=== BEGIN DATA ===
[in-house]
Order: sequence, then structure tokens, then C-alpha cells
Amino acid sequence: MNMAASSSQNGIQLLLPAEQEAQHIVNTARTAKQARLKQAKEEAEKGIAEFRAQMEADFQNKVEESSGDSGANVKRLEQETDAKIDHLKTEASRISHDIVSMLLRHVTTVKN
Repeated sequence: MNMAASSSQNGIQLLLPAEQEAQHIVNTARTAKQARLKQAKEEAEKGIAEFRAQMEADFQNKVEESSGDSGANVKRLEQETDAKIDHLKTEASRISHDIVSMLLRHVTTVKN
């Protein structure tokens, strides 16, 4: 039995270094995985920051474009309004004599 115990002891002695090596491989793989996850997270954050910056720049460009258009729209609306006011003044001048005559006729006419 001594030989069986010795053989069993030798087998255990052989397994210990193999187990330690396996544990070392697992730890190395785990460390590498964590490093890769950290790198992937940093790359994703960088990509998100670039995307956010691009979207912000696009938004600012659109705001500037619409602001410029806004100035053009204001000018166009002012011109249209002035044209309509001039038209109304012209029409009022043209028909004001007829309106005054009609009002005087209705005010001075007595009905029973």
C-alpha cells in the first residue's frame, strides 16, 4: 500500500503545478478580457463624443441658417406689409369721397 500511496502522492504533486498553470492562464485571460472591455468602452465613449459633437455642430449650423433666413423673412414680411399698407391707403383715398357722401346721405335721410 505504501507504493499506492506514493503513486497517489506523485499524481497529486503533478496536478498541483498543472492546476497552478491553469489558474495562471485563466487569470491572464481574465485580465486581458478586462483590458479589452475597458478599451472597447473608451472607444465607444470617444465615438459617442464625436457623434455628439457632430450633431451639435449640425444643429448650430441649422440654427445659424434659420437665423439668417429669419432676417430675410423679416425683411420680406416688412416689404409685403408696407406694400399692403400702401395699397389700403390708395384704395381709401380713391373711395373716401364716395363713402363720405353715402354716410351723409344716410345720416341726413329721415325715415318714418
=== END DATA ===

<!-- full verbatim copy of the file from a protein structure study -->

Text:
[in-house]
Order: sequence, then structure tokens, then C-alpha cells
Amino acid sequence: MNMAASSSQNGIQLLLPAEQEAQHIVNTARTAKQARLKQAKEEAEKGIAEFRAQMEADFQNKVEESSGDSGANVKRLEQETDAKIDHLKTEASRISHDIVSMLLRHVTTVKN
Repeated sequence: MNMAASSSQNGIQLLLPAEQEAQHIVNTARTAKQARLKQAKEEAEKGIAEFRAQMEADFQNKVEESSGDSGANVKRLEQETDAKIDHLKTEASRISHDIVSMLLRHVTTVKN
């Protein structure tokens, strides 16, 4: 039995270094995985920051474009309004004599 115990002891002695090596491989793989996850997270954050910056720049460009258009729209609306006011003044001048005559006729006419 001594030989069986010795053989069993030798087998255990052989397994210990193999187990330690396996544990070392697992730890190395785990460390590498964590490093890769950290790198992937940093790359994703960088990509998100670039995307956010691009979207912000696009938004600012659109705001500037619409602001410029806004100035053009204001000018166009002012011109249209002035044209309509001039038209109304012209029409009022043209028909004001007829309106005054009609009002005087209705005010001075007595009905029973």
C-alpha cells in the first residue's frame, strides 16, 4: 500500500503545478478580457463624443441658417406689409369721397 500511496502522492504533486498553470492562464485571460472591455468602452465613449459633437455642430449650423433666413423673412414680411399698407391707403383715398357722401346721405335721410 505504501507504493499506492506514493503513486497517489506523485499524481497529486503533478496536478498541483498543472492546476497552478491553469489558474495562471485563466487569470491572464481574465485580465486581458478586462483590458479589452475597458478599451472597447473608451472607444465607444470617444465615438459617442464625436457623434455628439457632430450633431451639435449640425444643429448650430441649422440654427445659424434659420437665423439668417429669419432676417430675410423679416425683411420680406416688412416689404409685403408696407406694400399692403400702401395699397389700403390708395384704395381709401380713391373711395373716401364716395363713402363720405353715402354716410351723409344716410345720416341726413329721415325715415318714418